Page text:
It’s been a busy week in Seattle courts, though much has flown under the radar. Let’s get caught up.
SPD Wrongful Death Lawsuit Settled
The estate of Iosia Faletogo, who was shot and killed by SPD officers on December 31, 2018, has reached a tentative settlement of the wrongful-death lawsuit it filed against the city. According to the filing with the court, the terms of the settlement are still being reviewed by the court-appointed guardian for Faletogo’s minor beneficiaries. Assuming the guardian approves, the settlement terms — which have not yet been disclosed — will be filed with the Court for its approval and the parties will move to have the case dismissed.
Eviction Moratorium Challenge Headed for Dismissal
A federal magistrate judge is recommending that a lawsuit challenging the eviction moratoriums enacted by the Seattle Mayor Jenny Durkan and Washington Governor Jay Inslee be dismissed.
Magistrate judges hear cases on behalf of a sitting U.S. District Court judge; the magistrate judge makes recommendations to the judge, who then reviews and officially makes the major rulings in the case.
In Magistrate Judge Richard Creatura’s 31-page recommendations filed yesterday, he found the two eviction moratoriums to be constitutional. This is consistent with his December 2020 finding in the case, on a motion for a preliminary injunction to block enforcement of the moratoriums.
Since January, however, the U.S. Supreme Court has issued two rulings that suggested the conservative wing of the Court is much more favorable to the view that the moratoriums are unconstitutional “takings” of property without just compensation. The first of those rulings, Cedar Point Nursery vs Hassid, has been shrugged off by judges subsequently hearing eviction moratorium cases, instead relying on the traditional view that the Yee vs. Escondido case is the controlling case law. Creatura follow suit in claiming that Cedar Point is not relevant to eviction moratorium cases. But the second case, Alabama Assn. of Realtors, in which the Court was quite explicit in saying “preventing [landlords] from evicting tenants who breach their leases intrudes on one of the most fundamental elements of property ownership—the right to exclude,” has not yet been addressed by courts actively hearing eviction moratorium cases, and despite the fact that the plaintiffs brought it to the attention of the court, Creatura does not address it in his report.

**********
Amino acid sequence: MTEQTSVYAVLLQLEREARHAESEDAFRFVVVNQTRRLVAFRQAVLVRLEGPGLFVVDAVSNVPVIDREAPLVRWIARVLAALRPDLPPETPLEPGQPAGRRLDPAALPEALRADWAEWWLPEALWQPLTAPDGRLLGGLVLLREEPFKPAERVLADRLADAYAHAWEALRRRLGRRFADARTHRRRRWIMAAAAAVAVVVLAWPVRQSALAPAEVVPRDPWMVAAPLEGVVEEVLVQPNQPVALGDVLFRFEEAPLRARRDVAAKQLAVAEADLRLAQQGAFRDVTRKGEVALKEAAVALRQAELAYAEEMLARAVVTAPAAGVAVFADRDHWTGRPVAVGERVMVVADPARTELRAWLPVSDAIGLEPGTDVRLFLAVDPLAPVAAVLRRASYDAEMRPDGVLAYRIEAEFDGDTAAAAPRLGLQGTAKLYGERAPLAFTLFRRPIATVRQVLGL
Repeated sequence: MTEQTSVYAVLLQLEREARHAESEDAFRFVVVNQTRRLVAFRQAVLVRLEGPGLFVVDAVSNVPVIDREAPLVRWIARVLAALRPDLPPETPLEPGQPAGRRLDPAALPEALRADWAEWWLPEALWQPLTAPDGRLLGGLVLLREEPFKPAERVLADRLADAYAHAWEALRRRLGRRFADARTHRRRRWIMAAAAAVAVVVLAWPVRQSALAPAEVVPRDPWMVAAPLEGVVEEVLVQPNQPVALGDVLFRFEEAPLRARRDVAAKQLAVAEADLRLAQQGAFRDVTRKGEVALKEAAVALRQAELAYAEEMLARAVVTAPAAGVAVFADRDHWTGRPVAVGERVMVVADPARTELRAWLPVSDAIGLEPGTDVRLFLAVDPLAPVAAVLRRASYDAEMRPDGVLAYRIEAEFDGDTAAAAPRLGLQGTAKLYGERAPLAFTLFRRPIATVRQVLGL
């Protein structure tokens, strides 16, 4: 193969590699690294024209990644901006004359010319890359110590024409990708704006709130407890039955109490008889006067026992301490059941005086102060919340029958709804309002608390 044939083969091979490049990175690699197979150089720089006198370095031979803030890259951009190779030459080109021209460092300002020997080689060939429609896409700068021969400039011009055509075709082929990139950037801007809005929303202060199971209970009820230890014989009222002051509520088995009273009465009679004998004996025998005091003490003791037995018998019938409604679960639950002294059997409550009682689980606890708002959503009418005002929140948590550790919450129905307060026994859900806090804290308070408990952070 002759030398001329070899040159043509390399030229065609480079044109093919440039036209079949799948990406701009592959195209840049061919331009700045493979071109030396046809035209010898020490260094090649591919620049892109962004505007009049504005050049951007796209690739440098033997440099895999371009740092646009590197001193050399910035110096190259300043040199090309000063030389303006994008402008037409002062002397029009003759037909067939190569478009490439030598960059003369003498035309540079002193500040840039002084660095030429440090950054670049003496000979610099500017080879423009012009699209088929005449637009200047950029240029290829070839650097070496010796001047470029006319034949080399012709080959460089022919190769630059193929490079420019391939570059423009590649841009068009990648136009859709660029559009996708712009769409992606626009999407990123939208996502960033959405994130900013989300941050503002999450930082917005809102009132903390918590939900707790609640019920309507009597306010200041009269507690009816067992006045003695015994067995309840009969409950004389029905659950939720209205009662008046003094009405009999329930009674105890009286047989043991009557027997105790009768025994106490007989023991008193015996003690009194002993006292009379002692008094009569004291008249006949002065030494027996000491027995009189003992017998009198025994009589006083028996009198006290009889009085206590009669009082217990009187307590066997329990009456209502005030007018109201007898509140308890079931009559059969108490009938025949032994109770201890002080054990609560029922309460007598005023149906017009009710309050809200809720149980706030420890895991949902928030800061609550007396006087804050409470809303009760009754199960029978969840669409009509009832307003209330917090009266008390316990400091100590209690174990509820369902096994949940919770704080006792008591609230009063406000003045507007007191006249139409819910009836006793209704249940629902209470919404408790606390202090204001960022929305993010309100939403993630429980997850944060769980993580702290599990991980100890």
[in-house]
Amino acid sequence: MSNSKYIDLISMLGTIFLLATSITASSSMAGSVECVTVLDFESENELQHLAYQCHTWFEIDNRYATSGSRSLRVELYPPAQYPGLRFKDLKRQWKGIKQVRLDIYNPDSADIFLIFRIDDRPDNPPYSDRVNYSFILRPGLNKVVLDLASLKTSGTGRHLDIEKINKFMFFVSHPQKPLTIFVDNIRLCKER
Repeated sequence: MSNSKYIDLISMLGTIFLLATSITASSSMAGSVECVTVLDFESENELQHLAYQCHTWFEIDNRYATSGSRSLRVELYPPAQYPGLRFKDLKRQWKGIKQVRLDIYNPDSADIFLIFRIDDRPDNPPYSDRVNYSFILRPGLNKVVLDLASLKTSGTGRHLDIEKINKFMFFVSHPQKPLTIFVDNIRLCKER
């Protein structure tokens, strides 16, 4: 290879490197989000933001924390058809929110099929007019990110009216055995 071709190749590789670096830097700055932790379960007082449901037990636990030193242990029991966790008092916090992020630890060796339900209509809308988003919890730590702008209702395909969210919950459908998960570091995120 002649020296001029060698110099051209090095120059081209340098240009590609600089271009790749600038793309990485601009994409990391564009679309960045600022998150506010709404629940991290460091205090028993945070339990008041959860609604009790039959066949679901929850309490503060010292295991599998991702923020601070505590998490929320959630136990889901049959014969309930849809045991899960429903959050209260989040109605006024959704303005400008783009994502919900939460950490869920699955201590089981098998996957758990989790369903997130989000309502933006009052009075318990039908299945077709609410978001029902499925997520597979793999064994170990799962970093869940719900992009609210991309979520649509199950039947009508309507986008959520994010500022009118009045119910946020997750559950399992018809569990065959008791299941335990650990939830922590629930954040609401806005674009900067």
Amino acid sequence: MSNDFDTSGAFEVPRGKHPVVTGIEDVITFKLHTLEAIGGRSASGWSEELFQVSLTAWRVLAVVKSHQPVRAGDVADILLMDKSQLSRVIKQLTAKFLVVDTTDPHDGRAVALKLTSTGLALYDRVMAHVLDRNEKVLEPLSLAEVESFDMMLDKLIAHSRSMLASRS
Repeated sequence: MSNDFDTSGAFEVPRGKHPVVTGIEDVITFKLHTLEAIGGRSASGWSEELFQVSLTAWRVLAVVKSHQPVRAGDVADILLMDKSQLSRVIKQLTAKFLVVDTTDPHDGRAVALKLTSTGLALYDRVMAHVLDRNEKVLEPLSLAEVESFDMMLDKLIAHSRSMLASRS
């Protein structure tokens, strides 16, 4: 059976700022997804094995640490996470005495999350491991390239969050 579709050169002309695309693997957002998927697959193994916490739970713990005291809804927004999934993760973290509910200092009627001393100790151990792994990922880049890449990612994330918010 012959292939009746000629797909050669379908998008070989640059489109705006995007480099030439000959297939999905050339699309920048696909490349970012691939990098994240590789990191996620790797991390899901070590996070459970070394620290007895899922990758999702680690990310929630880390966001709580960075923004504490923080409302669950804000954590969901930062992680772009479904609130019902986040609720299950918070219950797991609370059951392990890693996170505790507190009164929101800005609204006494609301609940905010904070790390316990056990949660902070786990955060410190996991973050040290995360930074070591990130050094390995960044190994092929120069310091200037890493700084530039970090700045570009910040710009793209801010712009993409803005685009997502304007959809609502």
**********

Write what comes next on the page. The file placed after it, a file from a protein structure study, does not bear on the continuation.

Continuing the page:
The parties in the case have 14 days to file written objections to Creatura’s findings and recommendations, after which Judge Richard Jones will make his final ruling. If he follows Creatura’s lead and dismisses the case, expect it to be appealed. Currently both the city and state moratoriums are set to expire at the end of the month; however, that only makes the question of an injunction moot (assuming the moratoriums aren’t once again renewed); the plaintiffs can still sue if they believe they are owed just compensation.
Protestors Lawsuit Against SPD Voluntarily Dismissed
You may recall that a year ago there were two lawsuits filed against the city over SPD’s heavy-handed treatment of protesters last summer. The first, which received the bulk of the attention was filed by Black Lives Matter Seattle-King County. The second Benton et al vs. City of Seattle, duplicated much of the claims in the BLM lawsuit, but added the novel argument that the city had violated their equal protection rights by forcing them to buy protective equipment in order to protest. That argument never got any traction, and two weeks ago Judge Richard Jones denied the plaintiffs’ request for a preliminary injunction, finding that the plaintiffs were not due any relief beyond what he had already granted to the BLM plaintiffs. That ruling, which was devastating to their case, led to a motion earlier this week to voluntarily dismiss the case, which Judge Jones has approved. Both sides will cover their own legal costs. According to a spokesperson for the City Attorney’s Office, the plaintiffs approached the city and asked whether it would agree to a voluntary dismissal, and the City Attorney agreed.
City Attorney Clears Outstanding Prostitution Warrants
As PubliCola first reported today, the City Attorney’s Office has asked a Seattle Municipal Court judge to quash 37 outstanding warrants for prostitution issued between 2001 and 2019. The motion requests that the court dismiss the underlying cases with prejudice, which means that they cannot be refiled in the future.
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